The Spanish water dog is a medium-sized dog that originates from Andalusia Spain. Spanish water dogs have a long and interesting history that helped it establish its current popularity.
Today, the breed is among the most popular dogs among pet owners. It is known for its very pleasant personality traits.
Despite being a very popular dog, the Spanish water dog has some interesting facts that will definitely pique in the interest of many dog owners and enthusiasts.
Has existed for thousands of years
While the origins of the Spanish water dog are unknown, there are many theories about its history. Many believe that the Spanish water dog has been around since ancient times and that originates from the wetlands of the Spanish Iberian peninsula.
The Spanish water dog shares a common ancestry with the Irish water spaniel, the French Barbet, and the Portuguese water dog.
Revived in the 1970s
A couple of men from Spain named Santiago Montesinos and Antonio Garcia Perez were very fond of the Spanish water dog. As a result, they wanted to revive the breed.
In the 1970s, the two men traveled around Spain to look for ways to establish a breeding program. During the 1980s, they established the Spanish water dog club in an effort to promote the breed.
The two men worked together to get the breed plenty of recognition and the breed was officially introduced as a member of the Spanish Kennel Club in 1985. The breed was then recognized by the FCI before getting registered as a legitimate legitimately in 1999.
Recognized breed for a short time
While the Spanish water dog has been a breed in existence for many years, it has been a recognized breed for a short period of time in the United States.
After putting in a lot of effort informing the Spanish Water Dog Club, the breed became officially recognized by the American Kennel Club in 2005. Since 2015, the Spanish water dog has been classified under the Miscellaneous Group.
In 2007, the breed was recognized by the American Herding Breed Association.
Originally hunting dogs
The Spanish water dog was initially a hunting dog. These dogs were ideal for hunting other animals due to their exceptional sense of smell.
While there are some Spanish water dogs that are still working dogs, they have now become companion dogs for a majority of dog owners. However, this breed is still quite useful for those who like to engage in hunting and need assistance in tracking down other animals to retrieve.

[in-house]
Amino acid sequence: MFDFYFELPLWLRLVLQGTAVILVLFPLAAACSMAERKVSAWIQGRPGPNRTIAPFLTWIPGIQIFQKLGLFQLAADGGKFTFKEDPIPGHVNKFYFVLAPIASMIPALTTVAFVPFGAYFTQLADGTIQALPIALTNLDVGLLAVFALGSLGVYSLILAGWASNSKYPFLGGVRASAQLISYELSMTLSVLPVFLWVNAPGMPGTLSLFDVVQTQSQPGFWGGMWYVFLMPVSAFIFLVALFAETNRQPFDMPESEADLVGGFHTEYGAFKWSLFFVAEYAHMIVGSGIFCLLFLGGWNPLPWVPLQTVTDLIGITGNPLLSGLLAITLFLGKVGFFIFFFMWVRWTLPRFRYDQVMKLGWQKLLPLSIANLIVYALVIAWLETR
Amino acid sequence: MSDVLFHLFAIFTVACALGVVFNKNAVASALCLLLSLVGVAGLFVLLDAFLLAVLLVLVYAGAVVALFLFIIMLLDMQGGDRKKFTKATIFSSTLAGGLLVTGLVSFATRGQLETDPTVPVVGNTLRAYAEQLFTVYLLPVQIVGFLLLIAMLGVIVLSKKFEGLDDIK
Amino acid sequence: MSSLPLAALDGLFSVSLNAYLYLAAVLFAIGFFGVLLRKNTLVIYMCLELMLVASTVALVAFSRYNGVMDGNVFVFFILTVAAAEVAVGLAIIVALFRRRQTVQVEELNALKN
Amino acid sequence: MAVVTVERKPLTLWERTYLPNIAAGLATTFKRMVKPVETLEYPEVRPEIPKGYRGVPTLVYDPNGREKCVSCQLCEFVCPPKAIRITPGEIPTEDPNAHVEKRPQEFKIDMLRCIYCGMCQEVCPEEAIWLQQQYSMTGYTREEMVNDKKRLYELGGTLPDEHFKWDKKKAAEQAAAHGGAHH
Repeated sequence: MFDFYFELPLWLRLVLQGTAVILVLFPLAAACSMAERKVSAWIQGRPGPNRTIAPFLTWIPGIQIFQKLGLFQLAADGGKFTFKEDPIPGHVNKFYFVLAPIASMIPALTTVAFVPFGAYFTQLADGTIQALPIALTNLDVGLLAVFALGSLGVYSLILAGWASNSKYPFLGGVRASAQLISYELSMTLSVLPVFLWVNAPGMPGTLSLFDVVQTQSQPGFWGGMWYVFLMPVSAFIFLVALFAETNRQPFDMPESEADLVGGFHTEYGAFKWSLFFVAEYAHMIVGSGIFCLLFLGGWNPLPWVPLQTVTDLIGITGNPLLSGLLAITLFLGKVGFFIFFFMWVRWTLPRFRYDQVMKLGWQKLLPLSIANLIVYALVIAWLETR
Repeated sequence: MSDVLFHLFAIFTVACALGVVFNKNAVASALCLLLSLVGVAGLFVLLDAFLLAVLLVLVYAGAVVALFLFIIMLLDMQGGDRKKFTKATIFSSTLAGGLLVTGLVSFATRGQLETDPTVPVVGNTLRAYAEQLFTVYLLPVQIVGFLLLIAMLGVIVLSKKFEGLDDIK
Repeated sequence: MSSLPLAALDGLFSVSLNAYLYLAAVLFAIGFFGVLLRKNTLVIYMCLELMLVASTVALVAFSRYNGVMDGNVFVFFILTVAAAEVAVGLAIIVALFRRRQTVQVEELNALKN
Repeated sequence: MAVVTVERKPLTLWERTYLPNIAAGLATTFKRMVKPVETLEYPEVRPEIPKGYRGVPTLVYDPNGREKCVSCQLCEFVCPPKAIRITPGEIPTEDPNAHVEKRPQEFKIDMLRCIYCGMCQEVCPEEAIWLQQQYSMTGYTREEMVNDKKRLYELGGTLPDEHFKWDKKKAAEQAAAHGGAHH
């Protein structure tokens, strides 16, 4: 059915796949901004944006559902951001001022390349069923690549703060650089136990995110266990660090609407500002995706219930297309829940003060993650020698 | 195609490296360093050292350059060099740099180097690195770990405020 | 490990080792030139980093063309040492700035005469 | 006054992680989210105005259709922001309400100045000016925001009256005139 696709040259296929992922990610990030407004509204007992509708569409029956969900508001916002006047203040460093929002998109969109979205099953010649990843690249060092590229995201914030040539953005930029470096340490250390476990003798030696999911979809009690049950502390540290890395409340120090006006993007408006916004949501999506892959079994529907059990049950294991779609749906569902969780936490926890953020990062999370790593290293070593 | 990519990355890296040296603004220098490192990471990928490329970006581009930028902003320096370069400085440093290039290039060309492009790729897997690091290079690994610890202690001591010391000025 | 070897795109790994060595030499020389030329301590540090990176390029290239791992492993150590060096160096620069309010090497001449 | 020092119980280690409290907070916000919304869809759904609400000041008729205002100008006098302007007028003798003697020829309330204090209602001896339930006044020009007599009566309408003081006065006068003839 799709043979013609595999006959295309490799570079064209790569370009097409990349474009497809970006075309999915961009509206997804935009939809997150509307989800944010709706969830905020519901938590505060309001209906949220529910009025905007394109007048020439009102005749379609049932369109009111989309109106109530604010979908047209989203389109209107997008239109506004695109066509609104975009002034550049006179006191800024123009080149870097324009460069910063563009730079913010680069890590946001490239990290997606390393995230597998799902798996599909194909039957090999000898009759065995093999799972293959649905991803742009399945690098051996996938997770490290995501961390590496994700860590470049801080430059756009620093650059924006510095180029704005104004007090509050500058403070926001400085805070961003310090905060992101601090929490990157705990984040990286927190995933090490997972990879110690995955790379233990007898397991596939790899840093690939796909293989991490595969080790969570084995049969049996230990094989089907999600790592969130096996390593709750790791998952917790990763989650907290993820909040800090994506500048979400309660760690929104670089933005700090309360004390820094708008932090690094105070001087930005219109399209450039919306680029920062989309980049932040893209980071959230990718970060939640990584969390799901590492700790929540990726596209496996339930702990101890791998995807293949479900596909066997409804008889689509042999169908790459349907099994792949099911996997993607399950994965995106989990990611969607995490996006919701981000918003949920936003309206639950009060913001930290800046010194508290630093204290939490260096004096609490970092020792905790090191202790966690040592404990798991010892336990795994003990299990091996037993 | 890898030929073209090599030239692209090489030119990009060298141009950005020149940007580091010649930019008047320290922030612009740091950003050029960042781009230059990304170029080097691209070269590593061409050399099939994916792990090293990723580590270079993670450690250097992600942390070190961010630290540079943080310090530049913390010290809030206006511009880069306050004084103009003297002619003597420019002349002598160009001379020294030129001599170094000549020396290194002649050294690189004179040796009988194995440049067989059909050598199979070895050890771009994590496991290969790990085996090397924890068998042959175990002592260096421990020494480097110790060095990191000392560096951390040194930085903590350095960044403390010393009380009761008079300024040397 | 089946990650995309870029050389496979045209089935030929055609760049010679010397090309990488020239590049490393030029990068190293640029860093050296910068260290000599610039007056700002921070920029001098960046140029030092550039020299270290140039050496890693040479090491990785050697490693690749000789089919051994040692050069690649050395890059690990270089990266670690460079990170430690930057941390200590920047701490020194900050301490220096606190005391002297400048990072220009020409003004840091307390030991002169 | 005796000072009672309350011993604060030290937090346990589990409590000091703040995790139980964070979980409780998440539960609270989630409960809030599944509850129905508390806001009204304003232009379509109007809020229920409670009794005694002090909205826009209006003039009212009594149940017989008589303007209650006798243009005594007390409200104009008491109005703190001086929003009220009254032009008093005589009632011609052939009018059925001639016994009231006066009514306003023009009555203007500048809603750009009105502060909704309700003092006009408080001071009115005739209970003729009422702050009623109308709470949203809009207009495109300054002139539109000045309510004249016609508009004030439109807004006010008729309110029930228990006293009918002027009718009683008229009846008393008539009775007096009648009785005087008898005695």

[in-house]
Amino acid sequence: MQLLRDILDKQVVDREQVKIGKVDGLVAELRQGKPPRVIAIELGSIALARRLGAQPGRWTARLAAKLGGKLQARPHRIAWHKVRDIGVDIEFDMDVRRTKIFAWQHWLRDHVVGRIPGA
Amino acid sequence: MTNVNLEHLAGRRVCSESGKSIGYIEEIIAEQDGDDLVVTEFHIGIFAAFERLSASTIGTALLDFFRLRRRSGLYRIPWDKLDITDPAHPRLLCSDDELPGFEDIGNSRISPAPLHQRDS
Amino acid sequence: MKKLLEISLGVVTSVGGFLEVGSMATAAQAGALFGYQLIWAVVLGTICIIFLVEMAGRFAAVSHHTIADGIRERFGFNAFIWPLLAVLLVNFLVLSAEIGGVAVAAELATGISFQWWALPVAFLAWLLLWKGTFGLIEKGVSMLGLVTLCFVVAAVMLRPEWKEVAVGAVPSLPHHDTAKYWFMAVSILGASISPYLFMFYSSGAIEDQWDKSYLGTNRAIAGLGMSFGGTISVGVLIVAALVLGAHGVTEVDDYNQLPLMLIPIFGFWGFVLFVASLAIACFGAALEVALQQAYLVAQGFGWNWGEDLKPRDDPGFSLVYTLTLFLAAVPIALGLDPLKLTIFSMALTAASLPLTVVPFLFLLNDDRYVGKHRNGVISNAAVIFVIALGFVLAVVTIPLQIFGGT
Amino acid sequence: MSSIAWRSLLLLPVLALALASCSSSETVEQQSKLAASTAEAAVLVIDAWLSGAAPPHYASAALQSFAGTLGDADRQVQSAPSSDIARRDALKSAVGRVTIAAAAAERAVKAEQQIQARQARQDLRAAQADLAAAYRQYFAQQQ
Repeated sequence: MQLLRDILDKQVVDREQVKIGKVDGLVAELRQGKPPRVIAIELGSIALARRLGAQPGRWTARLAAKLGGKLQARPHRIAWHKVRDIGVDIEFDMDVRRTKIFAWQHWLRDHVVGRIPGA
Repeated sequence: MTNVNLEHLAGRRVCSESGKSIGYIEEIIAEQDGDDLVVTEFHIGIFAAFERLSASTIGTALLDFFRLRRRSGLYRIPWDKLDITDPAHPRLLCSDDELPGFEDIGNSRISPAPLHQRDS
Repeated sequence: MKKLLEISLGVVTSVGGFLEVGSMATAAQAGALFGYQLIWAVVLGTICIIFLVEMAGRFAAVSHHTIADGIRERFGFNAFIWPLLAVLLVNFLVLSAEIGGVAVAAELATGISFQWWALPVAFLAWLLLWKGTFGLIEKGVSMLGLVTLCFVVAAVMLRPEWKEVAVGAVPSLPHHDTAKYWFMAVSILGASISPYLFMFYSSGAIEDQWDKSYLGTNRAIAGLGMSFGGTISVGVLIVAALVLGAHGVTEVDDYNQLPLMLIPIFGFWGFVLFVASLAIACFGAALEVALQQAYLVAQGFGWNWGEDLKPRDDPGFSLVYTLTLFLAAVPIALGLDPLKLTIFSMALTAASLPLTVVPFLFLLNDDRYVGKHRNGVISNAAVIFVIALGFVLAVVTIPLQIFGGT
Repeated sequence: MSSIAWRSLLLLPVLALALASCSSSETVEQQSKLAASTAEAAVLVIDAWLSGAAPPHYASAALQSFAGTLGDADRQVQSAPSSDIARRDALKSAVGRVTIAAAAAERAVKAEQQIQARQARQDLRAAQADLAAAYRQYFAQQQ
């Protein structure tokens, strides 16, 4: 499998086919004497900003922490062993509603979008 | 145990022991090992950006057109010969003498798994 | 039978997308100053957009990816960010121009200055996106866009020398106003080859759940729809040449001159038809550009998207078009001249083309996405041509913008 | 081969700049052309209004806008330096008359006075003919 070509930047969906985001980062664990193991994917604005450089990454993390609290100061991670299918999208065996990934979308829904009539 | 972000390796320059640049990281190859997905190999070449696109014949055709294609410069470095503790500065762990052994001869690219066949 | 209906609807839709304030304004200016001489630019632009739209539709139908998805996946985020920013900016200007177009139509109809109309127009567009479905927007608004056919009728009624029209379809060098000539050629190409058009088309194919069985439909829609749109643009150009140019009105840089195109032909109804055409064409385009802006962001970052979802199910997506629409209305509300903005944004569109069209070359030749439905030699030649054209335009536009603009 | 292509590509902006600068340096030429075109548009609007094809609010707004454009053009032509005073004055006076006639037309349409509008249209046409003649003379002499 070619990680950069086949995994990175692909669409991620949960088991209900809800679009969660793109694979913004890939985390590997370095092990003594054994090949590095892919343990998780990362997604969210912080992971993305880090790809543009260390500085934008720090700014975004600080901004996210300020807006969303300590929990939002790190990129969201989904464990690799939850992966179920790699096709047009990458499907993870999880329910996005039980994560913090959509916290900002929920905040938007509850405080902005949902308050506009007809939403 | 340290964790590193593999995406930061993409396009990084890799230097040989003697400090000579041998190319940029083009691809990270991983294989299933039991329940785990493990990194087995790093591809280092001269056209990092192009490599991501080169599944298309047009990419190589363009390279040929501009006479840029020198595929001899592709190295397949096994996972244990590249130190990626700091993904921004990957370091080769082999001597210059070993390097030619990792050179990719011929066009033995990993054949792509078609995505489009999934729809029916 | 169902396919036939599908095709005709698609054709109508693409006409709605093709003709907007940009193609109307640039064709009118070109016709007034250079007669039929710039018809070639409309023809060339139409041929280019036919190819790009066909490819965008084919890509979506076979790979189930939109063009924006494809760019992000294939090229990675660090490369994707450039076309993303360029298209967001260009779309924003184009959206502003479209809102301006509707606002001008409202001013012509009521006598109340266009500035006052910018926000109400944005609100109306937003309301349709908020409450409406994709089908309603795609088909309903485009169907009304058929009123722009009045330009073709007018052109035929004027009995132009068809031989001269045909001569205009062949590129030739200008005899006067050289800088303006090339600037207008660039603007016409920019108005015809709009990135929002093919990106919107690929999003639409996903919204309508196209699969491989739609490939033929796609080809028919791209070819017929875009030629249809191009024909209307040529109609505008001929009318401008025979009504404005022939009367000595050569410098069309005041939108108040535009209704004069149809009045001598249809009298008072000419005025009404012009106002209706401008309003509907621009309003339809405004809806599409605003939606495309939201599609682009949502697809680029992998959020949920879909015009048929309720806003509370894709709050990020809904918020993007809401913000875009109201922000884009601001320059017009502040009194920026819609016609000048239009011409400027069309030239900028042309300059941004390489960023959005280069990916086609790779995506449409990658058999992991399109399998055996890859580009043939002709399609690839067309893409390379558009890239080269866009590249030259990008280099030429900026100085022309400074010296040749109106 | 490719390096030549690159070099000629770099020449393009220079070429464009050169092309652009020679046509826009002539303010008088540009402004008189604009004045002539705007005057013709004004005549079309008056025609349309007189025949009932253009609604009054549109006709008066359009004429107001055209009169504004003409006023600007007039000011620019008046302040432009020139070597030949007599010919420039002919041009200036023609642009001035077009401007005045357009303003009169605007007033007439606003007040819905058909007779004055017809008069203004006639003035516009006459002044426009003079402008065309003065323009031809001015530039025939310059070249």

Known by other names
The Spanish water dog is known for its current name. However, the breed is classified with a number of other names as well. This breed is also known as the Perro de Agua Espanol, the Churro, the Perro Turco, and the Perro.
It is also known as the Rizado, the Barbetta, and the Laneto. With all of these names, the Spanish water dog has been classified in a variety of ways that can sometimes be confusing. However, with its physical description, many dog experts will be able to know that the breed is the Spanish water dog.
Has certain health conditions
Like all other dogs, the Spanish water dog has certain health conditions that are quite common with the breed. One of the most common health conditions of this breed is eye problems. Along with vision issues, the Spanish water dog suffers from hip dysplasia, hypothyroidism, and Addison’s disease.
The breed also has conditions that include exocrine pancreatic insufficiency and neuroaxonal dystrophy as well. These are conditions that dog owners will have to keep in mind if they plan on getting the Spanish water dog as a pet.
Available in several colors
With the Spanish water dog, there are a few distinct colors. The breed has a variety of solid colors that will cater to the tastes of any dog owner.
This breed often comes in colors, black, brown, beige, and tan. A Spanish water dog also comes in the color white as well. Spanish water dogs that come in a tricolor or aren’t white, then this will be considered as a major fault for the breed.
Many people assume that the Spanish water dog needs grooming in order to maintain its appearance. Part of the grooming process is brushing the coat with most breeds.
However, the Spanish water dog should never be brushed because of the structure of its coat. Instead, you will need to check the cords of the coat on a regular basis and separate them in order to prevent matting. Whenever the coat becomes matted, then the area of the coat will need to be sheered.
Need lots of activity
The Spanish water dog is one of the breeds that need a lot of physical activity. It needs to exercise on a regular basis in order to maintain its health. Since they need lots of exercise, the Spanish water dog is better suited for living in houses and large estates.
They will need to be taken for long walks and have plenty of room to run around in. This is a very playful breed and therefore they can be quite hyper and boisterous. As a result, you will need to discipline it to calm down whenever it is showing excess energy.
Can be shy
While the Spanish water dog is very playful and energetic when at home, this dog breed is also timid when it is around strangers. In order for this breed to overcome its shyness, it will need socialization beginning at a young age.
By socializing this dog at a young age, it will be able to better adapt to the company of other people as well as other dogs. It will also be able to adjust to different environments as well. With proper socialization early on in its life, the Spanish water dog will become a dog that is very well rounded.
Overall, these dogs often make excellent pets for those who own them.